It is what we call Holy Week and it is a reminder of Jesus facing his last week before his death on the cross. (While it is important to note that Jesus death wasn't the end of the story it was in essence the end of his earthly ministry. When I refer to Jesus' last week I am not implying that it was his last week but simply it was the last week leading up to the cross.) I know that facing certain death would cause me to focus on those things that were truly important. So what did Jesus focus on in his last week?
On Monday Jesus cleared all of the money-changers and merchants out of the temple in order to make the point that business as usual shouldn't be the usual business for the temple. To say that he upset the status quo would be an understatement. He infuriated all of those that were in power within the temple so much so that it created some very strange bedfellows.
So now its Tuesday and Jesus returns to the temple to face the very people that he has infuriated. One after another they come at Jesus and challenge his authority and understanding of the Scriptures. It is a series of clashes between Jesus and the powers that be. You can almost think of it as a religious version of the shootout at the O.K. Corral. The aim of the powers that be is to destroy Jesus' credibility by issuing a bunch of challenges that are designed to trap him. What I find interesting is that in one of these clashes there are two groups that form an alliance in one of those attacks.
The Pharisees and the Herodians get together to try and trap Jesus. The Pharisees were a religious group of very pious separatists. They had their roots in the Maccabean Revolt and despised any foreign influences on the Jewish faith. The Herodians on the other hand were primarily a political group and they supported of King Herod. King Herod derived all of his authority from Rome and the Herodians held that it was the duty of the Jews to be faithful to Rome. These two groups make the challenge presented to Jesus in Mark 12:13-17 all the more interesting.
"And they sent to him some of the Pharisees and some of the Herodians, to trap him in his talk. And they came and said to him, 'Teacher, we know that you are true and do not care about anyone's opinion. For you are not swayed by appearances, but truly teach the way of God. Is it lawful to pay taxes to Caesar, or not? Should we pay them, or should we not?' But, knowing their hypocrisy, he said to them, 'Why put me to the test? Bring me a denarius and let me look at it.' And they brought one. And he said to them, 'Whose likeness and inscription is this?' They said to him, 'Caesar's.' Jesus said to them, 'Render to Caesar the things that are Caesar's, and to God the things that are God's.' And they marveled at him."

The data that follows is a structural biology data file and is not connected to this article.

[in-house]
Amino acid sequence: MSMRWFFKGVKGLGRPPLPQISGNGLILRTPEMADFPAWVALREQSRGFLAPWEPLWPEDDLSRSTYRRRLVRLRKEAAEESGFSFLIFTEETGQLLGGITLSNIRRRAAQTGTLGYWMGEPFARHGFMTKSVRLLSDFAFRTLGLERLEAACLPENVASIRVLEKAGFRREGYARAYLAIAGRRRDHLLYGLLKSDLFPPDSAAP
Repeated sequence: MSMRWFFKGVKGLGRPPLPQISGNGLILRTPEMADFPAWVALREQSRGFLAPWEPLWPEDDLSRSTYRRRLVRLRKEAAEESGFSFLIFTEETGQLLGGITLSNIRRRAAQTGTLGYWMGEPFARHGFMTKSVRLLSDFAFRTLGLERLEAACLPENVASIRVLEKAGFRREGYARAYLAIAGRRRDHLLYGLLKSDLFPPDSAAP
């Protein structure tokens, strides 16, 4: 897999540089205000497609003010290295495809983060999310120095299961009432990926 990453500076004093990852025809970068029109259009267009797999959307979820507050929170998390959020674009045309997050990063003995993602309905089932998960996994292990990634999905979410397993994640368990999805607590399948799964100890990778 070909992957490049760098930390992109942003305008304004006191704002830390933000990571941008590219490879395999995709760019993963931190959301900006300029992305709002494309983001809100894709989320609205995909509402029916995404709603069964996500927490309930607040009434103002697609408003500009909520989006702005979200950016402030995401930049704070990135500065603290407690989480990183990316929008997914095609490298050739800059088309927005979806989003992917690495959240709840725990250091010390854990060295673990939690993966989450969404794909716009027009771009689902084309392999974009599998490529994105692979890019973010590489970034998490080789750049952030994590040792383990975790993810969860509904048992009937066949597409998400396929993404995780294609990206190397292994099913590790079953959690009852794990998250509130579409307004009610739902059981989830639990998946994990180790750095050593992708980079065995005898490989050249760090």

They thought they had him. If Jesus simply said that the Jews should pay their taxes then the Pharisees would have jumped on him for his supporting Rome over God. They would have made the claim that he did not truly believe that God was the only true Lord. Jesus would have likely been discredited by the Jewish people. But if Jesus had said that the Jews should not pay their taxes then the Herodians would have jumped on him for inciting a revolt. Jesus would have likely been immediately arrested and executed. Instead Jesus gives an answer that cuts right through the intentions to trap him.
In that last week Jesus focuses on teaching that while we may have many obligations in the world, we are still responsible to give to God that which belongs to God. Jesus uses the image of Caesar on the coin to make his point. Jesus real point is something that he does not explicitly state. While we can make a long list of things that we can say belong to God like our time, money, worship and so forth; nothing belongs more to God than that which bears his likeness. We all have been created in the image of God and Jesus real point is that we are supposed to give ourselves to God.
Scripture quotations are from The Holy Bible, English Standard Version® (ESV®), copyright © 2001 by Crossway, a publishing ministry of Good News Publishers. Used by permission. All rights reserved.